Whats next?

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Froth
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Whats next?

Postby Froth » Mon Jul 13, 2009 11:04 am

Ive finished EiE. I got it Saturday night at about 9 and finished Sunday at about 5. And that's with a full nights rest of 8 hours and many lunch breaks, a nap, and church. But now I ask all of you OSC fans, what should be my next read by the great author we all love? I havnt read any of the short stories of Ederverse, nor anything outside of the Enderverse. Should I read those? Or should I move onto another one of his series? Or maybe just one of his single novels?...
*Insert hilariously accurate quote about the way the world works and a tad sexist about woman, that 99.9% of the forum wont laugh at, but Ill rofl for hours at*

such is me and my humor.

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Postby Gravity Defier » Mon Jul 13, 2009 7:15 pm

For our recommendations to other users, feel free to browse:

http://www.philoticweb.net/phpBB2/viewtopic.php?t=1315
http://www.philoticweb.net/phpBB2/viewtopic.php?t=423
http://www.philoticweb.net/phpBB2/viewtopic.php?t=511

It's really not as though we can do too much personalizing in recommendations, though I suppose there can be some.
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Postby zeroguy » Mon Jul 13, 2009 10:18 pm

Screw those recommendations; listen to me! Worthing Saga, Maps in a Mirror (collection of short stories), Songmaster. I think I've also heard nothing but universal praise for Pastwatch, though I still have yet to read it myself.
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Mich
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Postby Mich » Mon Jul 13, 2009 10:54 pm

zeroguy wrote:Screw those recommendations; listen to me! Worthing Saga, Maps in a Mirror (collection of short stories), Songmaster. I think I've also heard nothing but universal praise for Pastwatch, though I still have yet to read it myself.

I started to read Pastwatch to glowing recommendations from a friend, but could never get into it. It's a very interesting premise, though, so I normally recommend it.
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Postby Froth » Tue Jul 14, 2009 11:46 am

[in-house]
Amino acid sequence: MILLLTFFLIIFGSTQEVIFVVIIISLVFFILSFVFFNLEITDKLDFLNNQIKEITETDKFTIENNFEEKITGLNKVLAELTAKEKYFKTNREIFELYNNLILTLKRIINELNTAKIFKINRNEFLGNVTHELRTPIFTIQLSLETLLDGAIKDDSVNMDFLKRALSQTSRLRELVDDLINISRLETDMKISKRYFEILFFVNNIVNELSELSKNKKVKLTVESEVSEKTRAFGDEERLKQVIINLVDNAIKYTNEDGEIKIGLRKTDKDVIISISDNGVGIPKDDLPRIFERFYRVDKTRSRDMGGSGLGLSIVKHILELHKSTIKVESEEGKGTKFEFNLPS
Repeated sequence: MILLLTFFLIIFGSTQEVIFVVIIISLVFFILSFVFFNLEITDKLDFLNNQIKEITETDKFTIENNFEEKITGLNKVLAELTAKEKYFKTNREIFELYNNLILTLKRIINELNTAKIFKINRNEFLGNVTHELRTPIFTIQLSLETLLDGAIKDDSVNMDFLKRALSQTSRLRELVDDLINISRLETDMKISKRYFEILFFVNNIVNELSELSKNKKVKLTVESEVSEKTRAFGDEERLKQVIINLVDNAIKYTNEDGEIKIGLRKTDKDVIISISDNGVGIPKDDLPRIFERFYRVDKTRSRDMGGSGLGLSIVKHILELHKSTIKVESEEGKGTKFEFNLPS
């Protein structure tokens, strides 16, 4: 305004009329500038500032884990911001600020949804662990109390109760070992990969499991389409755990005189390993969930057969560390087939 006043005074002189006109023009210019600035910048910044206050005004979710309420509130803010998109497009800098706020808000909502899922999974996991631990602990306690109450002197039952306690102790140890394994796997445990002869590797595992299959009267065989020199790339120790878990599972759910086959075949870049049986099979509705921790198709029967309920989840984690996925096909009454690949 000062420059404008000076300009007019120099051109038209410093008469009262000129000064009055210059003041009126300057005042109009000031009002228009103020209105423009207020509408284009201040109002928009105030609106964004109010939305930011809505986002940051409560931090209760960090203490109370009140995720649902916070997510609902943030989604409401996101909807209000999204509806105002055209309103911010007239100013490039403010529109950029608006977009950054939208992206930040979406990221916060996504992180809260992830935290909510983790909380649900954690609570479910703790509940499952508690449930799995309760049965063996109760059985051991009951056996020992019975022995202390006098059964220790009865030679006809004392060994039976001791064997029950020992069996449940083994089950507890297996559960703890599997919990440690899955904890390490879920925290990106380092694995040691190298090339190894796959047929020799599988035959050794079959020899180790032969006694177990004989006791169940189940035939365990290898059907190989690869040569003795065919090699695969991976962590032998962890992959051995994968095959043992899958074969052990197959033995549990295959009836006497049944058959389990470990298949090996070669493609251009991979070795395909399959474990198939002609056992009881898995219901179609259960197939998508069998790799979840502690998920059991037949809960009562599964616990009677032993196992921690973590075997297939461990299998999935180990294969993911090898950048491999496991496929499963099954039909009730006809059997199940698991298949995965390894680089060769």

My bad. >_> Should have read around a bit and looked for those other topics.
*Insert hilariously accurate quote about the way the world works and a tad sexist about woman, that 99.9% of the forum wont laugh at, but Ill rofl for hours at*



such is me and my humor.

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Postby wigginboy » Tue Sep 01, 2009 10:19 am

Mich wrote:
zeroguy wrote:Screw those recommendations; listen to me! Worthing Saga, Maps in a Mirror (collection of short stories), Songmaster. I think I've also heard nothing but universal praise for Pastwatch, though I still have yet to read it myself.

I started to read Pastwatch to glowing recommendations from a friend, but could never get into it. It's a very interesting premise, though, so I normally recommend it.


Pastwatch is an excellent book and a brilliantly developed idea. It took me a while to get into it but once I did, I was fascinated. The parts that deal exclusively with Columbus can be tedious as Card attempts to weave his story into actual history. When I read this book over, I tend to skip past the Columbus parts as they are less interesting to me. Indeed, the best work of the book shines through in the parts where the two histories meet and this is where the main conflict comes out and is resolved. In my opinion, it is well worth the read if you can get through a bit of boring historical fiction.That said, Worthing Saga is also an amazing read. I very much enjoy the way the stories are told and how they all come together to form a complete narrative. The universe described and the characters that inhabit it are complex and intriguing. One can also taste a hint of Mormon ideology in many of the themes, though, in my opinion, this is minimal and does not detract from the story. Card took the idea of space travel and planetary colonization to a new level and created a series of interweaving plot lines to tell a powerful and complex story that will thrill and delight readers.

I am partial to Treason, Lost Boys, Treasure Box and Empire as well as the aforementioned.

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Postby elfprince13 » Tue Sep 01, 2009 9:45 pm

I <3'd Pastwatch. I'm actually a big fan of (well done) historical narrative though, so maybe it makes sense.
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